This type of training has been around for decades and is sometimes disguised. For example, Arnold Schwarzenegger employed high volume training in which he worked his entire body in two days performing hundreds of sets often taking several hours each day to complete. Although Arnold didn’t follow a prescribed number of sets and reps his philosophy was to remain in a constant state of overtraining with high volume training.

German volume training traditionally follows a 10 x 10 pattern which is easy to remember and can have a placebo effect if you believe in the numbers.

One of the most basic 10 x 10 routines I have done in the past involves using three exercises performed three times a week with a day’s rest in-between. The three exercises are back squats, bench press, and barbell row.

The 10,10,10 Routine.

Start with a weight that you can only perform 15-20 repetitions with. Complete two sets resting no longer than 60 secs and drop the weight 10 lbs every second set. Be sure to have extra 5 lbs and 10 lbs plates handy as changing the weight between each set in less than 60 seconds can be challenging.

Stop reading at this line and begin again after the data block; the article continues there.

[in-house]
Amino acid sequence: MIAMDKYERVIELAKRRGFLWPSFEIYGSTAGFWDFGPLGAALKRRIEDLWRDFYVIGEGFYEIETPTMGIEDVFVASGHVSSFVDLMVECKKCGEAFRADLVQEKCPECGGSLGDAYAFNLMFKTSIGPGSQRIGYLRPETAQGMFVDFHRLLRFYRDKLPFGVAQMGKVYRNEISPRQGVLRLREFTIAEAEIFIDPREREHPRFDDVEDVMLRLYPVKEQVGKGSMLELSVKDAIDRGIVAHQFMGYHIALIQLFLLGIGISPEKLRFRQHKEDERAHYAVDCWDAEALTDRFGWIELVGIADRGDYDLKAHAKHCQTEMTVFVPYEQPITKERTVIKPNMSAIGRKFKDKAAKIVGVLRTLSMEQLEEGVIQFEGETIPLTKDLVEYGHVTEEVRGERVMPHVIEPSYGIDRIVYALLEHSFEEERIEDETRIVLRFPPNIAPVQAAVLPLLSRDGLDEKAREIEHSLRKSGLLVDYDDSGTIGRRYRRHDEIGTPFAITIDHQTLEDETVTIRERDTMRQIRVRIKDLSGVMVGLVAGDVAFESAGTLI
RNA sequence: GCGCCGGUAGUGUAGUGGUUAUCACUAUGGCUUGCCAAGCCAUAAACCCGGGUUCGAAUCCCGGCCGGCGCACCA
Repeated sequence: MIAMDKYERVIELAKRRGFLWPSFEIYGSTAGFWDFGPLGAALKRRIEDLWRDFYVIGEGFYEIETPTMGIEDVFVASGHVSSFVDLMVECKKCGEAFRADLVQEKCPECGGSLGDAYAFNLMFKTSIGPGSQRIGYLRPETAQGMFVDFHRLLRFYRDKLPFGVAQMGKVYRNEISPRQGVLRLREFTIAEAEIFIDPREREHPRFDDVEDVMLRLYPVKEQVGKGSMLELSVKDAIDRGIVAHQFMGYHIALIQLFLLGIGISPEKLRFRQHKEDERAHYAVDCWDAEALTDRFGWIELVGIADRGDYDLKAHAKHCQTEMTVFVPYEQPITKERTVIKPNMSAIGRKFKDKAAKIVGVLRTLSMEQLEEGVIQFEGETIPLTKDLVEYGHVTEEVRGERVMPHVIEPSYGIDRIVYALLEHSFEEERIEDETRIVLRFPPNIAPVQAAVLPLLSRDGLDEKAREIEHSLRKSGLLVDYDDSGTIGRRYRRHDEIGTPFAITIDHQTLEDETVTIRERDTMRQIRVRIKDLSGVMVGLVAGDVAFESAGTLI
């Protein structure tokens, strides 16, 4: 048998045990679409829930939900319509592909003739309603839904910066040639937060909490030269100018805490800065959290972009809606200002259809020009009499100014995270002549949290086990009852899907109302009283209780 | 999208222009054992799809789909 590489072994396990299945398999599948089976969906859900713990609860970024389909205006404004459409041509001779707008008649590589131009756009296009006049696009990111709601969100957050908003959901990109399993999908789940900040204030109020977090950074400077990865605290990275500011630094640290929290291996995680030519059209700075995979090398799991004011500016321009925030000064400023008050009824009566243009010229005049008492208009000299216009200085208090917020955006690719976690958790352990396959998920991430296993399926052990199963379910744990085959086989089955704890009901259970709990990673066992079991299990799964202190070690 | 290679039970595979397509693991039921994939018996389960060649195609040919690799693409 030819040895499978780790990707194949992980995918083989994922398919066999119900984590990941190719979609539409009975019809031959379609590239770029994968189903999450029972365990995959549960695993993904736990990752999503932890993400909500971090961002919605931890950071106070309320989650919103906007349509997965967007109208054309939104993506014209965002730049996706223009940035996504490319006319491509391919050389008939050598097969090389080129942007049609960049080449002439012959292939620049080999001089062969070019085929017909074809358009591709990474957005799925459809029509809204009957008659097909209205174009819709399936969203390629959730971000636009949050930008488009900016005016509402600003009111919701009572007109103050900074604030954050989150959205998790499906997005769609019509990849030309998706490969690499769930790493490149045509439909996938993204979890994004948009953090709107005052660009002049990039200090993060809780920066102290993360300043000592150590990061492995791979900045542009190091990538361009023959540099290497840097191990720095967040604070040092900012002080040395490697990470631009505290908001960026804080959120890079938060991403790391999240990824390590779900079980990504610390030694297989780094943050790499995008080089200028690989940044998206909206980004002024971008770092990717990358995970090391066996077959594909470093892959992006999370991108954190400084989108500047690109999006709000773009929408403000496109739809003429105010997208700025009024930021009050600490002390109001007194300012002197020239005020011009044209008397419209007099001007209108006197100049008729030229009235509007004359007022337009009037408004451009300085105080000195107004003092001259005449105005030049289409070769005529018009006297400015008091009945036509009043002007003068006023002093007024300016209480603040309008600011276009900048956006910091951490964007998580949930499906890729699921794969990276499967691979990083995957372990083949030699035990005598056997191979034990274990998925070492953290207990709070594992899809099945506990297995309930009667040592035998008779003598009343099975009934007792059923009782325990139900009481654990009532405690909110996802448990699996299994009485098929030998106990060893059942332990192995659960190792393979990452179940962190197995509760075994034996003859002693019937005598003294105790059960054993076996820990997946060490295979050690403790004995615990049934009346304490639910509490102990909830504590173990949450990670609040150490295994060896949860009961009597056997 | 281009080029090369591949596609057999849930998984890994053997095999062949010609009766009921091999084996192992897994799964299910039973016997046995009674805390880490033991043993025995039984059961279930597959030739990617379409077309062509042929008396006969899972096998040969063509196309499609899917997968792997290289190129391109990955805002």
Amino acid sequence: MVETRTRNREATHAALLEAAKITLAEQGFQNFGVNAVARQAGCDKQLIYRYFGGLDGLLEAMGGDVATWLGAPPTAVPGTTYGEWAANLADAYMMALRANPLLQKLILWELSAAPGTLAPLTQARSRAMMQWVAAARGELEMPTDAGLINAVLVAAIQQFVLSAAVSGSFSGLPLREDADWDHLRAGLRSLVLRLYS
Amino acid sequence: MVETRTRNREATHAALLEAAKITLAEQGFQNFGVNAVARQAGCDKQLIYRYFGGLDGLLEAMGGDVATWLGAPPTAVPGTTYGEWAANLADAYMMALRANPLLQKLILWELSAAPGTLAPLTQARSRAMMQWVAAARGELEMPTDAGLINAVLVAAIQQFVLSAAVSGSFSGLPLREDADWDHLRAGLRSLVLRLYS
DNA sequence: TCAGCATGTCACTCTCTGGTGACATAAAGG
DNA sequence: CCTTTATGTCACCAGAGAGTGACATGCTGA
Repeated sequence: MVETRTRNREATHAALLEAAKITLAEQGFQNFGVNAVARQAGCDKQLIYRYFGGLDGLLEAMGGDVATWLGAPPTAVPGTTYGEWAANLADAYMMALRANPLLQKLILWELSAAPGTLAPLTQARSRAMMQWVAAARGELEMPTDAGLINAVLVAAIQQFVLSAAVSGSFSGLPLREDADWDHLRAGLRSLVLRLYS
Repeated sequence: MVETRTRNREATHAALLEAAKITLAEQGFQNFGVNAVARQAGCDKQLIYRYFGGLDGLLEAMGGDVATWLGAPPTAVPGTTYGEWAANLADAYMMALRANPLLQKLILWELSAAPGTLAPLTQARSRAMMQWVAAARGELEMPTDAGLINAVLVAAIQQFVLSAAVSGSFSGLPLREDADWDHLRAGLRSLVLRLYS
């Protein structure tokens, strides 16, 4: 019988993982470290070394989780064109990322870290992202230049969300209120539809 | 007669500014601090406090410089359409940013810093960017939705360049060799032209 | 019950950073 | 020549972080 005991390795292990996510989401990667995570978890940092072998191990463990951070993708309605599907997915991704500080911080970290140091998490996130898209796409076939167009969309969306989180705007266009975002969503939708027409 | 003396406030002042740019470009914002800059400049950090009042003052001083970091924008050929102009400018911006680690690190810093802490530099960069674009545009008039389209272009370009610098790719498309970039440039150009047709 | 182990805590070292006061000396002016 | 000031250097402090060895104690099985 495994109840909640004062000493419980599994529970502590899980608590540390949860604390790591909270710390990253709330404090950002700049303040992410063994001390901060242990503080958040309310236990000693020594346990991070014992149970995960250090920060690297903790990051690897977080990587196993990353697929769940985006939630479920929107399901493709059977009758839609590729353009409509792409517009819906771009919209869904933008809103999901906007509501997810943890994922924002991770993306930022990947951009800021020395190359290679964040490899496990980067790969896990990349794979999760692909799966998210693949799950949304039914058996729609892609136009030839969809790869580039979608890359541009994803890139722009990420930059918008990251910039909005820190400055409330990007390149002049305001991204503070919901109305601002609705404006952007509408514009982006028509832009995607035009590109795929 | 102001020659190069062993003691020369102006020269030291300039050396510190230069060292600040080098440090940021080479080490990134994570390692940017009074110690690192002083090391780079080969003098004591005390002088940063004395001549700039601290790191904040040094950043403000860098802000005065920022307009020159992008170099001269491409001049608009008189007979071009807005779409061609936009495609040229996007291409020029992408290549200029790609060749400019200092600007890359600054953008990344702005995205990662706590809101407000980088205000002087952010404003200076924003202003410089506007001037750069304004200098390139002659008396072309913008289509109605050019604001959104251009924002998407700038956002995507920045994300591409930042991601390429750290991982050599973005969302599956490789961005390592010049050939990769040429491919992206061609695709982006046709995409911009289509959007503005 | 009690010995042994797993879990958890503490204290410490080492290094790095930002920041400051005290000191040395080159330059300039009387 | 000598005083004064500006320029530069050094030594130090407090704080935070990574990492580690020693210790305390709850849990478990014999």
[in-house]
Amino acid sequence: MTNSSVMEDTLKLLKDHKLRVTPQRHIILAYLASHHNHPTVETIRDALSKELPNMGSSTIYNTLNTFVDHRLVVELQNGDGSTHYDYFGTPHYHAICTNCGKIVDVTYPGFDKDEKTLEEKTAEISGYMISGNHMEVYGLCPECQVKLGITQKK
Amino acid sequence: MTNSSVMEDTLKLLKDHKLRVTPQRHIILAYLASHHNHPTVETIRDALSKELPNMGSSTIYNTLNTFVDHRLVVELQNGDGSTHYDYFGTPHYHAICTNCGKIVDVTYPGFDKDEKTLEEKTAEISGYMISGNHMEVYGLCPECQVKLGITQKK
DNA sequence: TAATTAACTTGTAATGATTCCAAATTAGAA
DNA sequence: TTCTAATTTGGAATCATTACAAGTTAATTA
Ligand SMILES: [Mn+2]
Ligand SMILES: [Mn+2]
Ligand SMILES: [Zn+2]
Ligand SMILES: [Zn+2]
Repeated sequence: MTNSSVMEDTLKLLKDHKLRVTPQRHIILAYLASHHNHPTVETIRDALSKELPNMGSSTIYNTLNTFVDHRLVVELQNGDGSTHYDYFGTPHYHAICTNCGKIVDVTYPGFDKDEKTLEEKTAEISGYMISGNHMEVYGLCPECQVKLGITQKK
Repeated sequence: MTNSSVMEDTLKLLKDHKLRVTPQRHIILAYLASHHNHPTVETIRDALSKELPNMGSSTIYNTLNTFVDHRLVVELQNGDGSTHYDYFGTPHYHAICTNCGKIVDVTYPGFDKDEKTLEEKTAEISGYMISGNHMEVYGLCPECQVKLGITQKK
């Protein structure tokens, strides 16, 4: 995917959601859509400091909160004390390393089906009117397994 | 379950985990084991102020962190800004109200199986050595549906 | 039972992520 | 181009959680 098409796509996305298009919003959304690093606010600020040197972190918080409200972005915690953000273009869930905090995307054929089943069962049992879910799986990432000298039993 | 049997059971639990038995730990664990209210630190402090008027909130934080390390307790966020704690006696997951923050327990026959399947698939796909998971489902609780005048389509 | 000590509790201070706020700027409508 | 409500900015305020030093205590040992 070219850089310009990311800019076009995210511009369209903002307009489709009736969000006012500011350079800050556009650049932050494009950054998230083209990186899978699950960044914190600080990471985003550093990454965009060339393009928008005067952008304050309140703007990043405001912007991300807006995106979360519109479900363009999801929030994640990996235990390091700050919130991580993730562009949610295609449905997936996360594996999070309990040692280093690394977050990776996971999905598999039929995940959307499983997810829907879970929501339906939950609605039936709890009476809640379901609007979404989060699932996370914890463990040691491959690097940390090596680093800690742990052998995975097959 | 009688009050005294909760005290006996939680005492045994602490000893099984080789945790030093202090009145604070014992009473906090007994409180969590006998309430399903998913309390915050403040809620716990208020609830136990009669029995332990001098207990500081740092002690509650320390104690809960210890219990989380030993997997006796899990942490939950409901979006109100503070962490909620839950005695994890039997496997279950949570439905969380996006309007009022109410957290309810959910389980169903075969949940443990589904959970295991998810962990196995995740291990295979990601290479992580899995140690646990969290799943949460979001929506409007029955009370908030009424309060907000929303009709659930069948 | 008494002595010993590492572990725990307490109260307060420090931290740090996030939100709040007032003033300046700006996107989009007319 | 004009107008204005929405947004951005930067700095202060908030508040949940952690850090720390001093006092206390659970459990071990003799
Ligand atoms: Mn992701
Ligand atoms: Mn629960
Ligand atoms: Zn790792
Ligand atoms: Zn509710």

I also recommend not using collars on the bar given that you are proficient in these three exercises and don’t bother with a belts or knee wraps. You won’t have time to put them on between sets and not advisable to wear throughout your entire workout.

For example, if you can bench 200 lbs for 15-20 reps you would start with this weight but only perform 10 reps, rest 60 seconds, and then do another 10 reps. Drop the weight down 10 lbs and repeat the process until you have completed all ten sets. Rest 5 minutes and go on to the next exercise. Perform squats first, bench press second, and barbell rows last.

The major advantages of this workout are intensity and time saved. The workout is fast paced and your muscles will be burning before you have completed the sixth of set on each exercise. You will also be in and out of the gym within an hour and have completely trained your entire body.

Also, remember this is an advanced technique in which you push yourself to the limit each workout. Expect to be sore the next day but don’t be afraid to train again when you are sore. Spend a few extra minutes warming up.